If SFAP's position is correct, then the current safe harbor provision, enacted as a result of the 1992 Amendment, would not operate to preclude mandatory application of the pro rata refund calculation requirement. In this respect, even where Jett is able to show that the students at issue had remained enrolled for six months before withdrawing from school, under the undisputed facts, the students' date of withdrawal from school did not occur after the 60 percent point (in time) in the period of enrollment, as required under the 1992 safe harbor provision. 4/ In that regard, Jett would have under-refunded its students by failing to use the pro rata calculation.
SFAP argues that Jett must repay $5,682.85 to the current holders of Title IV loans and repay $7,310.09 to ED for its failure to refund unearned tuition fees and other charges consistent with the statutory calculation for payment of pro rata refunds. SFAP cites 20 instances for which Jett did not calculate a proper refund. 5/ Opposing SFAP's position, Jett concedes that the "rules" regarding the application of the pro rata refund requirement were altered effective July 23 , 1992 by the enactment of the Higher Education Act Amendments of 1992, but argues that it should be entitled to rely on the pre-1992 safe harbor provision because ED did not amend or otherwise recodify its regulations to reflect the change in the governing statute. Instead. according to Jett, ED merely re-promulgated the same preexisting safe harbor requirement. See 57 Fed. Reg. 60,323, Friday, December 18, 1992. In addition, Jett contends that ED's Federal Student Financial Aid Handbook, 1993-94 (at 3-64) indicates that SFAP permitted schools like Jett to follow the pre-1992 safe harbor provision because the agency had not established the final guidelines for implementation of the new pro rata refund calculation requirement.
In response to Jett's position, SFAP argues that despite the fact that 34 C.F.R. § 682.606 contains 6/ a safe harbor provision that would preclude mandatory application of the current pro rata calculation requirement in instances where Jett is able to show that a first-time Title IV financial assistance recipient withdrew from Jett after six months of enrollment, that regulation should be ignored because as of July 23, 1992, schools were required to implement the refund policy required by the amended statute. In that regard, according to SFAP, the 1992 Amendment "superseded" Section 682.606 by conditioning application of the safe harbor provision upon a student's completion of 60% of their program. The tribunal finds SFAP's argument persuasive and correct.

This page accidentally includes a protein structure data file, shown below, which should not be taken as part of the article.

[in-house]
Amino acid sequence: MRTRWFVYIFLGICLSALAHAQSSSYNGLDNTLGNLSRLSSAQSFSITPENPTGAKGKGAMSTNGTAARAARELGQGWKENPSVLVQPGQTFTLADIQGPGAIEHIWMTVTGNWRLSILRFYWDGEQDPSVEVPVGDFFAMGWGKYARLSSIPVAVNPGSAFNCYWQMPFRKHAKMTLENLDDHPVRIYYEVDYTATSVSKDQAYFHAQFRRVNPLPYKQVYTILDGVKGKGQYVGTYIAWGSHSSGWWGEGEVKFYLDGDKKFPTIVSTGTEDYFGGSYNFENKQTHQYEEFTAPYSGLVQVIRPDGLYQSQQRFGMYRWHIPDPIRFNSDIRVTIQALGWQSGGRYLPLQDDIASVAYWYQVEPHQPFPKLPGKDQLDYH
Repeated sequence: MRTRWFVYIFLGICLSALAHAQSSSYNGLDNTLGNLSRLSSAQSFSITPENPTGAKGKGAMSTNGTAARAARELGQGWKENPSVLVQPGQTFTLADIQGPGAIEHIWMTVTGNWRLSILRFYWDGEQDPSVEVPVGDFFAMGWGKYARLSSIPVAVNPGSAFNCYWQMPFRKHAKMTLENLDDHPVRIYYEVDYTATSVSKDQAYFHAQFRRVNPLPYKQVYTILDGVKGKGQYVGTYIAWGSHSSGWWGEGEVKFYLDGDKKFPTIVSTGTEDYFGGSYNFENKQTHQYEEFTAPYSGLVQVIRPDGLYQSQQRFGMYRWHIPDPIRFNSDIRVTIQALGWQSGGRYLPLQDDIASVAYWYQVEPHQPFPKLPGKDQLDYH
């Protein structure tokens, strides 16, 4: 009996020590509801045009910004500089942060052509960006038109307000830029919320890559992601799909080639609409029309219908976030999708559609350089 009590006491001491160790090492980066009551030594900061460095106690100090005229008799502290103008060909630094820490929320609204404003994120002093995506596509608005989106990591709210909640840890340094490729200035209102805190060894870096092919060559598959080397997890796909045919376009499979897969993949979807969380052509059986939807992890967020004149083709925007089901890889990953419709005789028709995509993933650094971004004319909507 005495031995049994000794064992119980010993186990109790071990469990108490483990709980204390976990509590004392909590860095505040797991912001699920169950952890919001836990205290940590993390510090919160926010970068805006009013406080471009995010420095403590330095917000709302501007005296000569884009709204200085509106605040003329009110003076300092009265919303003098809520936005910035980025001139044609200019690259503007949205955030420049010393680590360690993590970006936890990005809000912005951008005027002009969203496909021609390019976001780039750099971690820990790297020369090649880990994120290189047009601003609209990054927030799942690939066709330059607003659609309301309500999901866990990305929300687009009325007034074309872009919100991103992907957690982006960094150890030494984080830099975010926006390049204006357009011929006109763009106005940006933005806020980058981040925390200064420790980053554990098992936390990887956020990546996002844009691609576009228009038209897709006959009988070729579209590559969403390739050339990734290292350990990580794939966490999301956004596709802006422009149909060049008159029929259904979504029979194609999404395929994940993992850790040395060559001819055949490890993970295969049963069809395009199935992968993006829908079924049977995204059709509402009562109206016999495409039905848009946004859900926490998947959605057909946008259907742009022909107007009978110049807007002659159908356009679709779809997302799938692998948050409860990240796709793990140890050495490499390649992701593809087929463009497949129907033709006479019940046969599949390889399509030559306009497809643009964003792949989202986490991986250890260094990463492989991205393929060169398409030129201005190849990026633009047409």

It is axiomatic that administrative tribunals may interpret regulations, but may not waive them or rule on their invalidity. Gulf Coast Trades Center, Dkt. No. 89-16-S, U.S. Dep't of Education (Decision of the Secretary) (October 19,1990). Pursuant to 34 C.F.R. § 668.117(d) the hearing official is bound by all applicable statutes and regulations, and may not waive a statutory mandate. As such, Jett cannot obtain relief from the requirements of the 1992 Amendment from this tribunal. Nor does the existence of a contravening regulation support Jett's position before this tribunal. This tribunal is bound to enforce the clear and unambiguous requirement embodied in the 1992 Amendment that institutions like Jett implement a refund policy that follows the pro rata refund calculation. While Jett presents a clear argument addressing issues why the institution should be granted relief by showing that  ED re-promulgated a preexisting regulation in the Federal Register, 7/  the regulation clearly and undisputedly conflicts with the governing statute, and  the agency subsequently disavowed the significance of the publication of a regulation in the Federal Register without repealing or amending the regulation, the tribunal is bound to enforce the law as it is clearly set forth by the governing statute. 8/ Unquestionably, this tribunal is without jurisdiction to declare that Section 485(a) of the Higher Education Amendment of 1992 is unenforceable. 9/ Accordingly, under Finding 3, regarding students A23 and B14, Jett failed to show that the institution issued a refund determined under the 1992 amended pro rata calculation requirement. Consequently, SFAP's determination of liability with regard to these two students is upheld.
Regarding the remaining improper refunds under this finding, Jett admits to liability for student Bi in the amount of $351.09, and SFAP demonstrates, through submission of a Pell Grant Summary Report, that despite Jett's protestations otherwise, student A14 received Pell Grant funds and thus Jett is liable in the amount of $569.75 for this student. The other instances are uncontested and, consequently, are upheld. Therefore, the evidence shows that Jett failed to calculate pro rata refunds for students A14, A29, A44, Bi, B2, B3, B4, BS, B6, B7, B8, B9, B10, B11, B12, B13, B15, and B16 Accordingly, SFAP's determination of liability is upheld under Finding 3.